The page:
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Örjan Martinsson

The European Union

= EU members with the euro as currency (Ireland, Finland, Estonia, Latvia, Lithuania, Germany, The Netherlands, Belgium, Luxembourg, France, Spain, Portugal, Italy, Austria, Slovakia, Slovenia, Greece, Cyprus and Malta)
= EU members that have not converted their currencies to the euro (Great Britain, Denmark, Sweden, Poland, Czech republic, Hungary, Croatia, Romania and Bulgaria)
= Candidate countries (Iceland, Serbia, Montenegro, Macedonia and Turkey)
= New member countries (refer to the maps below)

The predecessor to the present EU was the European Coal and Steel Community, which was founded in 1951 with the signing of Treaty of Paris. The founding countries were France, Germany, the Netherlands, Belgium, Luxembourg and Italy. This economic cooperation was then expanded to encompass the entire economic sphere when the Treaty of Rome was signed in 1957 and the European Economic Community (EEC) was created. However, already from the beginning was there an ambition that this cooperation should not only cover the economic sphere but also have a political dimension. To underline the increasing and expanding integration of Europe were all part of the cooperation collectively known as the European Community (EC) and when the political dimension was finally realized with the Treaty of Maastricht in 1993 was the entire organization named the European Union (EU). One of the parts of the Treaty of Maastricht was the establishment of an economic and monetary union, this became physical reality in 2002 when 12 member countries exchanged their national currencies to the euro. Slovenia was the first of the new member countries that adopted the Euro (2007) and it was followed by Cyprus, Malta, Slovakia, Estonia, Latvia and Lithuania 2008-2015. The other member countries will do the same when their economies and popular will permits it.

  

The EC's customs union and its supranational element meant that several western European countries were unwilling to become members. They instead created the European Free Trade Association (EFTA). This free trade area was dominated by Great Britain and when they decided to joined the EC in 1973 were they followed by Ireland and Denmark. It was also the intention that Norway would join but they Norwegians opposed their politicians when they voted no in a referendum.

  

The south European countries of Spain, Portugal and Greece were at this time dictatorships and thus not welcomed in the EC. This changed however in 1974-75 when they became democracies and first Greece and then Spain and Portugal were admitted in the EC in the 1980s.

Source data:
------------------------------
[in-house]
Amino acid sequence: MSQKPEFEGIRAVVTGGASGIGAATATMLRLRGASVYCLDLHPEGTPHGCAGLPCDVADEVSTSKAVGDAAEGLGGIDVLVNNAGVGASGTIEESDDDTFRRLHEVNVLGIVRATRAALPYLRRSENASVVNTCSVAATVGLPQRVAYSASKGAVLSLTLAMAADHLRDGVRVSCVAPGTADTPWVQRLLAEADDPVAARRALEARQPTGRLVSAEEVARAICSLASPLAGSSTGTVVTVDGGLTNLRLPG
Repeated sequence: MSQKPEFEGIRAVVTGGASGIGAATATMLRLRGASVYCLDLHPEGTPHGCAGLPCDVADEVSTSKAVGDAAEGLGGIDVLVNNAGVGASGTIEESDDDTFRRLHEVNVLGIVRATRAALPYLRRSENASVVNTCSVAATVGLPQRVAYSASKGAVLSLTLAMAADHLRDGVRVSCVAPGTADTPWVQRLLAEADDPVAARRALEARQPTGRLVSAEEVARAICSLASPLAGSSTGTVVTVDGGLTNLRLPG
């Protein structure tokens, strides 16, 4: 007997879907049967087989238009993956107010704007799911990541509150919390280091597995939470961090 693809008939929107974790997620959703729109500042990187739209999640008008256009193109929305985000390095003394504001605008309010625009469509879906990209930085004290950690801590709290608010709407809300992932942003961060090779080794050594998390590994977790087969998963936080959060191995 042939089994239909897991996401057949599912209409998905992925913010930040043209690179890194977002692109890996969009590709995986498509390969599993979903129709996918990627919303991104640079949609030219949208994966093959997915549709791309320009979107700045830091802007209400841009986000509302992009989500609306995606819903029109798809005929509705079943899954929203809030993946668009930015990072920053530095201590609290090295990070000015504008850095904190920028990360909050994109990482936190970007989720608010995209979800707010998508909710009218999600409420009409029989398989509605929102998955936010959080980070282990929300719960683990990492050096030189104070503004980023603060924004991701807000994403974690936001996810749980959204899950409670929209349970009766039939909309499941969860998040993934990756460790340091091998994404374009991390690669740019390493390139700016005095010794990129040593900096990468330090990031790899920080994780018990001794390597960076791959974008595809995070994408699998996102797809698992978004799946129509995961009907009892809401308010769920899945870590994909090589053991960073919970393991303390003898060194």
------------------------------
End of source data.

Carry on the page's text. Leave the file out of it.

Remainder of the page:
The fall of communism in 1989 meant that the iron curtain was removed and an expansion east was made possible for the EC/EU. The east Germans became members already in 1990 as a consequence of Germany's reunification. Because the EC had been regarded as the economic branch of NATO had several countries not seen a membership possible to combine with their neutrality in the Cold War. The dissolution of the Warsaw Pact changed this and Austria, Finland and Sweden became members in 1995. Also Norway had tried to join the EU but the Norwegians voted no yet again in a referendum.

  

After lengthy negotiations were most of the former eastern bloc admitted in the EU in 2004. Romania and Bulgaria had greater difficulties to comply with the EU's demands and had to wait until 2007. Together with the former communist countries became also Malta and Cyprus members. The part of Cyprus which is controlled by Turkish Cypriots was however not allowed to join because the the Greek Cypriots unexpectedly voted no to a plan to solve the long political division of the island.

The last expansion took place in 2013 when Croatia became a member. More candidate countries are however waiting for membership. But of these it is very uncertain if Turkey or Iceland will ever succeed with their ambitions to become EU-members. Turkey's large Muslim population and democratic deficiencies are major obstacles for them and for Iceland it will be difficult to overcome its EU-skeptic popular opinion. The EU-accession of the former Yugoslav republic of Macedonia is also uncertain. In their case because of the longstanding feud with Greece over the right to the name Macedonia.

The most recent countries to gain official candidate status are Montenegro (December 2010),Serbia (March 2012) and Albania (June 2014).

The maps over the EU's expansion is also available in a slightly larger size on this page.